Meet the Professors

Dr. Henning A. Gaissert: because tracheal surgical techniques remain imperfect, international cooperation is needed to strive for improvement

Editor’s note

The 9th National Trachea Surgery Conference was successfully held in Shanghai on November 10th, 2018, gathering many renowned experts and surgeons from home and abroad to exchange new ideas and techniques in trachea surgery.

During the meeting, Dr. Henning A. Gaissert (Figure 1), from Massachusetts General Hospital (USA), gave a lecture on “Tracheal reconstruction after failed intervention”. Seizing this opportunity, we are honored to have Dr. Gaissert for an interview.

Figure 1 Dr. Henning A. Gaissert.

At the outset, Dr. Gaissert said he had visited Shanghai Chest Hospital and was very impressed by the volume and safe conduct of chest operations and the seamless cooperation between surgeons and doctors from different departments. In addition, he commented on the excellent organization of the meeting and recognized that Chinese surgeons profoundly value history, which he thought sets a good example for his people.

In discussing the current status and future direction of his hospital’s research in primary tracheal tumors, Gaissert told us that challenges remained despite some breakthroughs due to the lack of reliable tracheal replacement. He pointed out the difficulties to obtain complete resection of tracheal tumors because of the constraints of mediastinal anatomy. Gaissert praised Chinese surgeons for establishing safe minimally invasive techniques in tracheal resection. Caution may be appropriate when surgeons change the surgical approach to make it less invasive, to avoid compromising complete resection of tumors. Dr. Gaissert expressed concern that if surgeons are too obsessed with the goal of rapid recovery, it may compromise surgical techniques. He stated his confidence that Chinese surgeons will represent the leading edge of future improvements in tracheal surgery.

Malignant airway tumors present particular challenges. For current optimal management, Dr. Gaissert favored the creation of national referral centers to achieve the best outcomes for the benefit of patients and to best support surgeon education; national referral centers would connect advanced knowledge and research organizations in different areas and countries to provide the best medical service for patients with these challenging tumors and diseases. A cooperative spirit between countries he believes would create the best opportunity to disseminate optimal management and promote the therapy of the future.

Recently, the Society of Thoracic Surgeons National Database 2018 Annual Report was released. Regarding how to better construct China’s database in thoracic disease, Dr. Gaissert, a co-author of this report, shared with us the clinical benefits of a national database. Beyond the important function of collecting a national repository of contemporary standards, the Thoracic National Database serves as a platform for surgeons to openly discuss and share experiences with the goal of raising the quality of treatment across the nation and start initiatives to improve patient care. Quality measures include, for example, whether prophylactic antibiotics are given at the appropriate time and whether prevention of pulmonary embolism is practiced.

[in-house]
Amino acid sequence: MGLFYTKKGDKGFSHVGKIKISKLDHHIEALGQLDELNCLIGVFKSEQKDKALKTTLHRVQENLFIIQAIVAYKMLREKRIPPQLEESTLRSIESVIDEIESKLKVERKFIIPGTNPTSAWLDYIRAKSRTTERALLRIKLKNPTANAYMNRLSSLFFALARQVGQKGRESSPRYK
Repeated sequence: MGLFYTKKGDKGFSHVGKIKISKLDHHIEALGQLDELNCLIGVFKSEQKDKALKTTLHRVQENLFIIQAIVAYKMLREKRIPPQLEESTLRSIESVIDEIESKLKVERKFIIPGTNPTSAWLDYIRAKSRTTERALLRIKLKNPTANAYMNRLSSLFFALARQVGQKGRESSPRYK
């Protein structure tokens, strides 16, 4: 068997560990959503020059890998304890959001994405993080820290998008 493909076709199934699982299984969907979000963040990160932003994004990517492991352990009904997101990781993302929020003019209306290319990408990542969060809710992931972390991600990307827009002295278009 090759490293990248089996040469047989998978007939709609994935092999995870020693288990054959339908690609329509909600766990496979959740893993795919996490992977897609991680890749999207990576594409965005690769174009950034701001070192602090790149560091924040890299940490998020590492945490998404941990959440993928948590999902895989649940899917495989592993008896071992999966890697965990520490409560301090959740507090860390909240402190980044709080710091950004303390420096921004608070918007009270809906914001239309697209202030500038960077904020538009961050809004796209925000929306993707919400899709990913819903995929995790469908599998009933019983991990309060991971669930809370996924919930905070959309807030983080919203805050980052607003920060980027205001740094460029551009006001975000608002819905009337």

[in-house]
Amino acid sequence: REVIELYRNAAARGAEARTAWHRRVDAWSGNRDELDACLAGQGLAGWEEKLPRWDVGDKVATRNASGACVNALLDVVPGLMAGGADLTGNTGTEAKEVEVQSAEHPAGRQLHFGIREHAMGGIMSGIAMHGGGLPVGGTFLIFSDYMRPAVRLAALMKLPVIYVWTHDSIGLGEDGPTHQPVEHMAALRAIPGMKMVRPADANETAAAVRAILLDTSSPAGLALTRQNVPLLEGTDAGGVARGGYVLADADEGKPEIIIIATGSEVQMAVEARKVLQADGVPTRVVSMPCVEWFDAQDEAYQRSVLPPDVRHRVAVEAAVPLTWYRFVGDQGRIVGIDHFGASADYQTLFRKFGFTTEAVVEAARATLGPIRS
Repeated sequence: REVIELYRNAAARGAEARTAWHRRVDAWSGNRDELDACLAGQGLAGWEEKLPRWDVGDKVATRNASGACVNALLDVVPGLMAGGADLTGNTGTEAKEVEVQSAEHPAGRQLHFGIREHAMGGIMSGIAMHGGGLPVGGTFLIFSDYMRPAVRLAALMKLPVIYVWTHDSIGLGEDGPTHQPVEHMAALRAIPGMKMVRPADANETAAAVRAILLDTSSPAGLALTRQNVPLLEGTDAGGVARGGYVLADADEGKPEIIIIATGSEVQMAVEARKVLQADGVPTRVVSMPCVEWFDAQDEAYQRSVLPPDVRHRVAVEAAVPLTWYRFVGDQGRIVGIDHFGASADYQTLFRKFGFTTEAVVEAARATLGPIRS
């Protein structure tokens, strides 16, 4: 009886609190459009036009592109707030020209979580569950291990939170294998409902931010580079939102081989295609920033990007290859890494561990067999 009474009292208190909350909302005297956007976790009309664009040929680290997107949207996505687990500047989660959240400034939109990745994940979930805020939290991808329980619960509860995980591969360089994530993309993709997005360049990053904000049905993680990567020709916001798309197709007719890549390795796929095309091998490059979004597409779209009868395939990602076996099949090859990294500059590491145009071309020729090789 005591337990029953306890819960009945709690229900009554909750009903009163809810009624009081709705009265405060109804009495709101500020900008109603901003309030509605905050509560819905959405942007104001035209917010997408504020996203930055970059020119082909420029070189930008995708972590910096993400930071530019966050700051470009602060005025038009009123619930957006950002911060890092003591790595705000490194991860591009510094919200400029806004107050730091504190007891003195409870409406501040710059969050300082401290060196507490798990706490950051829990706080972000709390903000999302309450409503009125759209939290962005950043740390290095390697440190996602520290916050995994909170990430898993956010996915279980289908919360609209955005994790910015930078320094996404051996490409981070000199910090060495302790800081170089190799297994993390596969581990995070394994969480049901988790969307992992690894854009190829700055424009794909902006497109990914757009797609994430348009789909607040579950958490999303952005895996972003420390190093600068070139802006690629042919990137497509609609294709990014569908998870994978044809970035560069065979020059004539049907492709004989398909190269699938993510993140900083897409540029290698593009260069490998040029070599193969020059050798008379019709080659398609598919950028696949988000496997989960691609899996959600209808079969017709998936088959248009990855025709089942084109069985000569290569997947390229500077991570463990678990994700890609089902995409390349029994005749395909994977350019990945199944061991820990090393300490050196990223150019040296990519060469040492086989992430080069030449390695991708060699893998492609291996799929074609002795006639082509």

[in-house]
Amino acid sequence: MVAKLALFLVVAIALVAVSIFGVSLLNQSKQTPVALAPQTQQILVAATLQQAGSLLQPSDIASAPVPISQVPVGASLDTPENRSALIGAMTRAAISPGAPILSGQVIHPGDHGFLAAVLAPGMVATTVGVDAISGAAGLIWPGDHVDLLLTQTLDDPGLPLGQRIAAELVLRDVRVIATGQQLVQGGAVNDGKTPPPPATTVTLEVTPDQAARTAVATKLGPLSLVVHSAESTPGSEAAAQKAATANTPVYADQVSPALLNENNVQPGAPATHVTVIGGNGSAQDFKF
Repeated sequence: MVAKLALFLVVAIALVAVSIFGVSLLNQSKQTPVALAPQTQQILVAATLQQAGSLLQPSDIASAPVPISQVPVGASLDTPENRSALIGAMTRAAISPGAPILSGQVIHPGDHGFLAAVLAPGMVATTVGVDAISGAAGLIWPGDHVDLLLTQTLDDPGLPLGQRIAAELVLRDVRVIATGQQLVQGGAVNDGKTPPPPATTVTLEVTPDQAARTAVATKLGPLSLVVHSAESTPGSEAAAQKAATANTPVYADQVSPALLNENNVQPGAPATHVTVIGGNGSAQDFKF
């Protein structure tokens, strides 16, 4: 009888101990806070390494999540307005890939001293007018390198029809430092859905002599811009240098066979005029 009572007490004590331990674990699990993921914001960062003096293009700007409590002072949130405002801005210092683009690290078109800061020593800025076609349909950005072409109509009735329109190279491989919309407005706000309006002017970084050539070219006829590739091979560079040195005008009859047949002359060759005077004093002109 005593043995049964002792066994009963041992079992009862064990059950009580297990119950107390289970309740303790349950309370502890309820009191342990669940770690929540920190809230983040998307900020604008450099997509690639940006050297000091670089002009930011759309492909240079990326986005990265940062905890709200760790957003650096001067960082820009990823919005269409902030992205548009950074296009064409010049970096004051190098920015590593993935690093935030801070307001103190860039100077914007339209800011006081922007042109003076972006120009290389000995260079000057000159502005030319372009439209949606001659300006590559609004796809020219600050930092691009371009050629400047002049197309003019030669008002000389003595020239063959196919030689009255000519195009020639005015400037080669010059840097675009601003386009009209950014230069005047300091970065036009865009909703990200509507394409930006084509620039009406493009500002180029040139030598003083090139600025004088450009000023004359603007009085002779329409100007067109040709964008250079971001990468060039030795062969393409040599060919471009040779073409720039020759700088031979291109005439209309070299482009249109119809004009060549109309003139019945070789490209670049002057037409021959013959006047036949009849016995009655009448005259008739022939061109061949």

At the end of our interview, Dr. Gaissert delightedly shared with us his advice for the young medical students who want to be successful in his field.

To be a successful surgeon is a long and arduous journey. Many find it difficult and some consider giving up at the beginning. When students uncertain of their career path seek help, Dr. Gaissert will do his best to discover their passion. He also emphasized that the young generation cannot simply follow in the older generation's footsteps, but must break new paths. Dr. Gaissert is excited about the next generation. He said they have the enthusiasm for learning knowledge and new techniques and possess the strength to chart a different course, a quality that encourages him. He believes that this generation of medical students holds great promise and shows great potential to catalyze the advance of medical science and technology.

Expert introduction

Prof. Henning A. Gaissert (Figure 2) graduated from Technical University of Munich, Germany, in 1984 before entering internship and residency in General Surgery at Massachusetts General Hospital and Harvard Medical School, Boston, Massachusetts, and Barnes-Jewish Hospital and Washington University, St. Louis, Missouri. Following his fellowship in Thoracic Surgery at Washington University, he became Chief of Thoracic Surgery at Rhode Island Hospital and Brown University in Providence, Rhode Island, in 1995 before returning to Massachusetts General Hospital in 2001 where he is an Associate Professor of Surgery and Chief of Thoracic Surgery at Newton-Wellesley Hospital. Dr. Gaissert’s interest includes minimally and maximally invasive surgical treatment of lung cancer, surgical reconstruction of the large airways and reoperative foregut surgery.

Figure 2 Henning A. Gaissert, Division of Thoracic Surgery, Department of Surgery, Massachusetts General Hospital, Boston, MA, USA.

Interview questions (Figure 3)

Figure 3 Dr. Henning A. Gaissert: because tracheal surgical techniques remain imperfect, international cooperation is needed to strive for improvement (1). Available online:




Conflicts of Interest: The author has no conflicts of interest to declare.


Received: 2018-11-07

Accepted: 2018-12-11

Online: 2018-12-24

DOI: 10.21037/asvide.2018.918

Amber Yuan 1
Corresponding Author

Amber Yuan, Email:

1 Shanghai Chest
tracheal surgical techniques National Trachea Surgery Conference